Pharmaceutical company Eli Lilly & Co. was awarded emergency use authority for its coronavirus antibody therapy, expanding access for a treatment that could help those with mild-to-moderate Covid diagnoses stay out of the hospital.
After being approached last month, the US Food and Drug Administration granted the authority. It has also previously granted similar status to other treatments for more severe cases, including using plasma from recovered patients and Gilead Sciences’ antiviral drug remdesivir.
Health experts are exploring antibody-based treatments as an early step to help patients avoid the kind of serious coronavirus lung damage that lands them in the hospital. They’ve also been discussed as a short-term way to stop people who’ve been exposed to a local outbreak, such as nursing-home attendants, from getting sick.
Dr. Anthony Fauci, the nation’s top infectious disease expert, has said these treatments could be a “bridge” to a vaccine.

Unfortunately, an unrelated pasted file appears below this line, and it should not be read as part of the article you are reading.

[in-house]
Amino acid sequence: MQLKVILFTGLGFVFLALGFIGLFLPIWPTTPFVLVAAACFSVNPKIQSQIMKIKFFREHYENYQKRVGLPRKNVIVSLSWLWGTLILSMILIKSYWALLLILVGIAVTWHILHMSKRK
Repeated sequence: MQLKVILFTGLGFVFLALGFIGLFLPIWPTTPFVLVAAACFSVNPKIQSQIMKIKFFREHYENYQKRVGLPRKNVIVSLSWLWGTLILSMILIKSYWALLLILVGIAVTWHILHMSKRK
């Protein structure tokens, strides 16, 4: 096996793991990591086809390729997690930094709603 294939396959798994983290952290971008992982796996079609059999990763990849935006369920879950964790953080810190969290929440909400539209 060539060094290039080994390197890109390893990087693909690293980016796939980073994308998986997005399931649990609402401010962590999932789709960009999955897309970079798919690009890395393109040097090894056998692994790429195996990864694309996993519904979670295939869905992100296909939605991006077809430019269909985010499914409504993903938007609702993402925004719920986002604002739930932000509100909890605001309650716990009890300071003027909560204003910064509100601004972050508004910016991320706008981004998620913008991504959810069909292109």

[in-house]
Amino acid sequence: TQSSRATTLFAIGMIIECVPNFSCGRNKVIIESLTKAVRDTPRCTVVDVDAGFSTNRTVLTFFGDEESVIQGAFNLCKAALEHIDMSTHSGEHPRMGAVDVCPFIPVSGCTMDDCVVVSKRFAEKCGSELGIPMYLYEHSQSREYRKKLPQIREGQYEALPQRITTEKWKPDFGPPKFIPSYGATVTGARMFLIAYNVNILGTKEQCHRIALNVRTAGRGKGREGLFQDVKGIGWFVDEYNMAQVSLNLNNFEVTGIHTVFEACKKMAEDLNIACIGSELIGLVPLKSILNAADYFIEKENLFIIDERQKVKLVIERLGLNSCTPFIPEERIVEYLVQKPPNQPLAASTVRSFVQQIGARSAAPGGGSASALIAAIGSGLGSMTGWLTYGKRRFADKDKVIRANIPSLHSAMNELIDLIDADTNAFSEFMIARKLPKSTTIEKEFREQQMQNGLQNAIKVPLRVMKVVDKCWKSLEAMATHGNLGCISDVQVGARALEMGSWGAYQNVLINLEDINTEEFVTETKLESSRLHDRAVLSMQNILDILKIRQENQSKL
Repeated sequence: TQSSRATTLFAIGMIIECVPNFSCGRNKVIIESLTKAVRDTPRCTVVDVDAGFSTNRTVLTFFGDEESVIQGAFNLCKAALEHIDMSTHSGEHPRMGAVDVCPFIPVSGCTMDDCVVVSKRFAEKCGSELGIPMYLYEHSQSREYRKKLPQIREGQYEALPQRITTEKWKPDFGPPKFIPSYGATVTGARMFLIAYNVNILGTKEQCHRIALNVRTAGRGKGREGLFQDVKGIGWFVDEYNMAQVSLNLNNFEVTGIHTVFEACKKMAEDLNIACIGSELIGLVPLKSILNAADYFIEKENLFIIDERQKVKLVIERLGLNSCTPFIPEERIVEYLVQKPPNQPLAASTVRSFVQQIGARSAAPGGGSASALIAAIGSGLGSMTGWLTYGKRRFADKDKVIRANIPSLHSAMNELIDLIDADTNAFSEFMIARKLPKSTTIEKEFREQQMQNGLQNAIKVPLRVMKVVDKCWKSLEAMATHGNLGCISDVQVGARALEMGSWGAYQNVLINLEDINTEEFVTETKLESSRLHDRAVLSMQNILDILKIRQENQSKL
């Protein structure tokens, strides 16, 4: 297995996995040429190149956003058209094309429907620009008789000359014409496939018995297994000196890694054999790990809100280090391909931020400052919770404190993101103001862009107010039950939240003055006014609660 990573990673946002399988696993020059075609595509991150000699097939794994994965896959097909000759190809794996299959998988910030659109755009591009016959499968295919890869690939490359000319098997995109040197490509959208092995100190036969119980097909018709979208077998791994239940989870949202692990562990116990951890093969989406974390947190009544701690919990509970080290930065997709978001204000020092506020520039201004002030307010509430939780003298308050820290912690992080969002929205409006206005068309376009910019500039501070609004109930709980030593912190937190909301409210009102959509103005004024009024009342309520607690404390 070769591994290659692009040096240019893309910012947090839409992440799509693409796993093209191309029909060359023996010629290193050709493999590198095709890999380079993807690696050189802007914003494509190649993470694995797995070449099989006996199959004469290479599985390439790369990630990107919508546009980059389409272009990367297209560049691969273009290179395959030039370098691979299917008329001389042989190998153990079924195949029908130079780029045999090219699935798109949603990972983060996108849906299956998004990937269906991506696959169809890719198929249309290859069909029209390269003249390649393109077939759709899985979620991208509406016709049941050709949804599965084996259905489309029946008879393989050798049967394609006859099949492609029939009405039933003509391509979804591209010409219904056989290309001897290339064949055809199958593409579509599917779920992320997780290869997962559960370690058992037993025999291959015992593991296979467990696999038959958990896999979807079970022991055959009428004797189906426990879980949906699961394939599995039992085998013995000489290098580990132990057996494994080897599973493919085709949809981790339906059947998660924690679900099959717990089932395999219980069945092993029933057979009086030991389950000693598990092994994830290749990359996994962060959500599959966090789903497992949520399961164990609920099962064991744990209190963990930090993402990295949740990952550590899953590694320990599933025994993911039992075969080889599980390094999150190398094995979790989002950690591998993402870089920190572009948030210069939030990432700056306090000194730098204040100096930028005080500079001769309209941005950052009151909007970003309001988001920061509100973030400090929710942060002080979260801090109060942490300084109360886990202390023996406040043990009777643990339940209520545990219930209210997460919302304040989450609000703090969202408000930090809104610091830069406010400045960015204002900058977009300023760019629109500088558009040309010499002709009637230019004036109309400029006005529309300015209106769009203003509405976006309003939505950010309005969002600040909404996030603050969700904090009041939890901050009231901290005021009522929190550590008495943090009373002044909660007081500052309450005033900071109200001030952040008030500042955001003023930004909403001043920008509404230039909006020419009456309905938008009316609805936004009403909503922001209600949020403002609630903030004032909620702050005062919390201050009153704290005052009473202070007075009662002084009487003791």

“We are focusing very heavily now on treatment of early infection and/or prevention of infection,” Dr. Fauci told the Journal of the American Medical Association in an interview. “And that’s the bridge to the vaccine.”
In late October, the US government agree to pay Lilly $375 million for a 300,000-vial supply of the treatment, delivered over the next two months. Under the terms of the deal, it may also purchase more than double that amount, for a supplying lasting into next summer, at a potential price of $812.5 million, according to Bloomberg News.
In addition to the single-antibody therapy that got approved, the company is also testing a two-antibody cocktail and expects to seek approval for it this month.
Companies like Regeneron, AstraZeneca, and GlaxoSmithKline Plc are exploring similar treatments.
Pfizer announced on Monday its potential vaccine had been found to be 90 per cent effective, and could give doses to up to 20 million people by the end of the year.
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